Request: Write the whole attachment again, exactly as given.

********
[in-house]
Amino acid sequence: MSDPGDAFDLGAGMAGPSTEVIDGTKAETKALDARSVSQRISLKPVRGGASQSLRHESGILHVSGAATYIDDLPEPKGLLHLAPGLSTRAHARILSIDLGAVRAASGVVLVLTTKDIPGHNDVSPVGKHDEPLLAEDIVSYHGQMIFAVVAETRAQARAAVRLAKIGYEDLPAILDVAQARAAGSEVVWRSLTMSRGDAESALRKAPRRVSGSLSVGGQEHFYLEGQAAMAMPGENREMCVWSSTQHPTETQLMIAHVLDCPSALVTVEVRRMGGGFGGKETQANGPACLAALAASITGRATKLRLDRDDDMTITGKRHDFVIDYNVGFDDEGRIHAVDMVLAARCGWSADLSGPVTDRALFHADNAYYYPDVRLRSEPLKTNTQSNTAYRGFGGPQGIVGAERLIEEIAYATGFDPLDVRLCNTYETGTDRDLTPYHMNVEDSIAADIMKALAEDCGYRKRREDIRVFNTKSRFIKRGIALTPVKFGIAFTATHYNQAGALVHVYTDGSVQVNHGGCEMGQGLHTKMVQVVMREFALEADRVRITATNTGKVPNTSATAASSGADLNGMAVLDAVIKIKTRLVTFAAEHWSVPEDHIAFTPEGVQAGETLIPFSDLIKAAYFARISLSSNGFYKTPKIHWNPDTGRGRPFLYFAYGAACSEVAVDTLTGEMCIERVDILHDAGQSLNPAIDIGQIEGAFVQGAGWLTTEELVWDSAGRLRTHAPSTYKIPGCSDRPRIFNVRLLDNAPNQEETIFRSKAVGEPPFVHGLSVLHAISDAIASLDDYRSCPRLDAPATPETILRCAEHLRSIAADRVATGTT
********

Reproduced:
[in-house]
Amino acid sequence: MSDPGDAFDLGAGMAGPSTEVIDGTKAETKALDARSVSQRISLKPVRGGASQSLRHESGILHVSGAATYIDDLPEPKGLLHLAPGLSTRAHARILSIDLGAVRAASGVVLVLTTKDIPGHNDVSPVGKHDEPLLAEDIVSYHGQMIFAVVAETRAQARAAVRLAKIGYEDLPAILDVAQARAAGSEVVWRSLTMSRGDAESALRKAPRRVSGSLSVGGQEHFYLEGQAAMAMPGENREMCVWSSTQHPTETQLMIAHVLDCPSALVTVEVRRMGGGFGGKETQANGPACLAALAASITGRATKLRLDRDDDMTITGKRHDFVIDYNVGFDDEGRIHAVDMVLAARCGWSADLSGPVTDRALFHADNAYYYPDVRLRSEPLKTNTQSNTAYRGFGGPQGIVGAERLIEEIAYATGFDPLDVRLCNTYETGTDRDLTPYHMNVEDSIAADIMKALAEDCGYRKRREDIRVFNTKSRFIKRGIALTPVKFGIAFTATHYNQAGALVHVYTDGSVQVNHGGCEMGQGLHTKMVQVVMREFALEADRVRITATNTGKVPNTSATAASSGADLNGMAVLDAVIKIKTRLVTFAAEHWSVPEDHIAFTPEGVQAGETLIPFSDLIKAAYFARISLSSNGFYKTPKIHWNPDTGRGRPFLYFAYGAACSEVAVDTLTGEMCIERVDILHDAGQSLNPAIDIGQIEGAFVQGAGWLTTEELVWDSAGRLRTHAPSTYKIPGCSDRPRIFNVRLLDNAPNQEETIFRSKAVGEPPFVHGLSVLHAISDAIASLDDYRSCPRLDAPATPETILRCAEHLRSIAADRVATGTT